Through a Jungian Lens

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Phallic Symbolism And Psychological Health

with 2 comments

CN Tower - Toronto Ontario

I went to a football game yesterday evening with my son in downtown Toronto.  The game was an excuse for the two of us to be together for more father and son bonding.  The game itself was uneventful until the last twelve minutes of play when the team we were cheering for began to wake up from a disinterested lethargy.  While the game was going through the first thirty-eight minutes of poor play on the part of both teams, I managed to take quite a few photos of people and things that caught my eye including the CN tower that was looming above and behind my right shoulder.

In a way, it was fitting – two guys watching a sporting event that was being played by guys and a phallic symbol standing tall in the background.  As most of my readers know, I write about Jungian themes from the perspective of the masculine.  To write any other way would be writing from more of a “head” space of logos; and that, would mean that I would be writing with less of my self being included in the process.

Many if not most people think men are all about logos,  about being in our heads, and that women are all about eros, about being in their bodies and heart.  However, in the way I am coming to understand my self and the notion of being a man, I am a curious blend of both logos and eros.  I can’t deny the aspect of being in my body, about being a sexual being that experiences the world and myself outside of my head.  Most men externalize their sexuality rather than admit that their sexuality is something vibrant within their being.

As a father and as a grandfather I have seen the initial fascination by my son and grandsons as they discovered their penis.  I don’t know if there is ever a loss if wonder in a healthy male, healthy both physiologically and psychologically.  The penis is that one part of self that forces the mind to make way for that part of self that is body.  Man is a combination of masculine and feminine that needs to be brought into balance, something C.G. Jung brings to our awareness in his book, Mysterium Coniunctionis.  With balance, man is better able to relate to the outer world and others without needing to dominate or to hide.  In balance, man doesn’t need to use his penis as a weapon or to retreat into a denial of its existence.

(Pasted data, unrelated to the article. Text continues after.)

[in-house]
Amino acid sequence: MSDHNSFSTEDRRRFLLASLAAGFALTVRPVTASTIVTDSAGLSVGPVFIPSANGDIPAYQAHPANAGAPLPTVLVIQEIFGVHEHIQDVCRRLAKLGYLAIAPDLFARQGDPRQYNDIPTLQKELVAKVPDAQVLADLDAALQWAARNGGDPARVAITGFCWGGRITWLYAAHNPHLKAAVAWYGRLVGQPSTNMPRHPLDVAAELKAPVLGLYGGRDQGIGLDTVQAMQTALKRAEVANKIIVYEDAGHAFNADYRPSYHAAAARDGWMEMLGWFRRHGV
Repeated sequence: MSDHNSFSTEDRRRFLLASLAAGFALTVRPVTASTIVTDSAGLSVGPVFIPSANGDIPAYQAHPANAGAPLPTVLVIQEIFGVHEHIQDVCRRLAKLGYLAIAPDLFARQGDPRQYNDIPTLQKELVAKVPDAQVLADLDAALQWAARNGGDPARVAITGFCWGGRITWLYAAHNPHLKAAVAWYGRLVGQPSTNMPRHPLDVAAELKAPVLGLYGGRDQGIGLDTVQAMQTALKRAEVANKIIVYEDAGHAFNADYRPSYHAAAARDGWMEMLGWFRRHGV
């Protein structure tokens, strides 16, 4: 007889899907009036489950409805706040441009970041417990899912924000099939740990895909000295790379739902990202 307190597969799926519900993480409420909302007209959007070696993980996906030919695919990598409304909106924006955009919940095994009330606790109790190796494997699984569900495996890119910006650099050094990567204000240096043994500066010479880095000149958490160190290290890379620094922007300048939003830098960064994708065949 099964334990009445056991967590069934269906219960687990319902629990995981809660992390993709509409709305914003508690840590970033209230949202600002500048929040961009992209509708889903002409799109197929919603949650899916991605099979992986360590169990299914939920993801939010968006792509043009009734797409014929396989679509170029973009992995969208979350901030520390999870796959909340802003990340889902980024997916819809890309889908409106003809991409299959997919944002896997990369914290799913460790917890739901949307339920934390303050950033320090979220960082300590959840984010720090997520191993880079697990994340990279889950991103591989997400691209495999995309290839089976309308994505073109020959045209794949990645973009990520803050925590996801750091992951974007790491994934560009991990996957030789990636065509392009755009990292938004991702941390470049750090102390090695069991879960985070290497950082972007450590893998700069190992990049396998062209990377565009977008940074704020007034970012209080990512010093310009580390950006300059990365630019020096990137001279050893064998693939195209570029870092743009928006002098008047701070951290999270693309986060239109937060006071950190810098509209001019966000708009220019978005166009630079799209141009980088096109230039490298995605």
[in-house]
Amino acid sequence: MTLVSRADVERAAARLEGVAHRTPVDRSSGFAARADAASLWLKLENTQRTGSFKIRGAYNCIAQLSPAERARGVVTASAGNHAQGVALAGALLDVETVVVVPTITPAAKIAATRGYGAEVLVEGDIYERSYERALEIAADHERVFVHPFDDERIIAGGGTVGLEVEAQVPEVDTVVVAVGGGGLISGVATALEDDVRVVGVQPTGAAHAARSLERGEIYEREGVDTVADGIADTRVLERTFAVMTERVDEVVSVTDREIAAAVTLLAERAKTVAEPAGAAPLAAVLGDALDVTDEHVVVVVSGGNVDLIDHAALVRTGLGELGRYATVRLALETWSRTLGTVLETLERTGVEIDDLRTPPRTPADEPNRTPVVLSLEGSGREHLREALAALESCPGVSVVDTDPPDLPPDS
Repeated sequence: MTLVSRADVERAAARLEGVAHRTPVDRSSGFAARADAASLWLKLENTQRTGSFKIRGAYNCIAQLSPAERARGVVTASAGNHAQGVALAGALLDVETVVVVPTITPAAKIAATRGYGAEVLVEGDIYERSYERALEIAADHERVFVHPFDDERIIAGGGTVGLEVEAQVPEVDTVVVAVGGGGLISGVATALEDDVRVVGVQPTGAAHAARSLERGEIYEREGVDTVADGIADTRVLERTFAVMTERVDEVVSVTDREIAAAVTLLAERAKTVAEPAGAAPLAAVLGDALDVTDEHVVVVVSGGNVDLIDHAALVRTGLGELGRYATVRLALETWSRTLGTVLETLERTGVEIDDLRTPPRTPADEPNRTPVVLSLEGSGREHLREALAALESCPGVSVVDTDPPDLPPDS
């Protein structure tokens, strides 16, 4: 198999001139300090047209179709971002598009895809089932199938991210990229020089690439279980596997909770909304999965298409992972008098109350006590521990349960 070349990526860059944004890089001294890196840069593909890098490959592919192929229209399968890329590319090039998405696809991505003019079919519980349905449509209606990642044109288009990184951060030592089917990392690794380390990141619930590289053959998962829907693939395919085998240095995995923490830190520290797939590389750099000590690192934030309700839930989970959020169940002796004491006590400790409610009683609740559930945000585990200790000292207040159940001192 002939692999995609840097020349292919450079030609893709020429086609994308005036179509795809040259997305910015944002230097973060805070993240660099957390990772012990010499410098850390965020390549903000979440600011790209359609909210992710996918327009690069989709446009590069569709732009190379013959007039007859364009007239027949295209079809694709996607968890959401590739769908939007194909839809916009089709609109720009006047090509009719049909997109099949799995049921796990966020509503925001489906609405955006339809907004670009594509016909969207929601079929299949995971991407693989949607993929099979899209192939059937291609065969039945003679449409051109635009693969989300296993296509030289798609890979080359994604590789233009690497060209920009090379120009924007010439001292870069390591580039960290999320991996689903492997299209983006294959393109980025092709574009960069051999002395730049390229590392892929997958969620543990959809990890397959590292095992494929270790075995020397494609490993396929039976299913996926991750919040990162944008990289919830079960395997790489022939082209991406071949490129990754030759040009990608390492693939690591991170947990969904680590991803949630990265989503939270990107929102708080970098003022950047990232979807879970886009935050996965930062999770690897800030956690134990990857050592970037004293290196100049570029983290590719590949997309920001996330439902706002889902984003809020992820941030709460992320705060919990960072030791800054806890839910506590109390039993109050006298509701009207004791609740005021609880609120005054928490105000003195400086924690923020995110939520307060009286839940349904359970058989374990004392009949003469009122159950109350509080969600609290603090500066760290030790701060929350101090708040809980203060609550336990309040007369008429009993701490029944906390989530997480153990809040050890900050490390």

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2 Responses

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  1. do you think gay men are more in tune with the eros than straights?

    Urspo

    August 29, 2011 at 12:31 am

    • I would have to say “I don’t know.” And in saying this, it isn’t as though I don’t have “thought” about it. I see men on both sides of the “being in tune/not being in tune” and sense that there is more freedom to explore one’s sensual nature in those who are gay.

      rgl

      August 29, 2011 at 6:17 am


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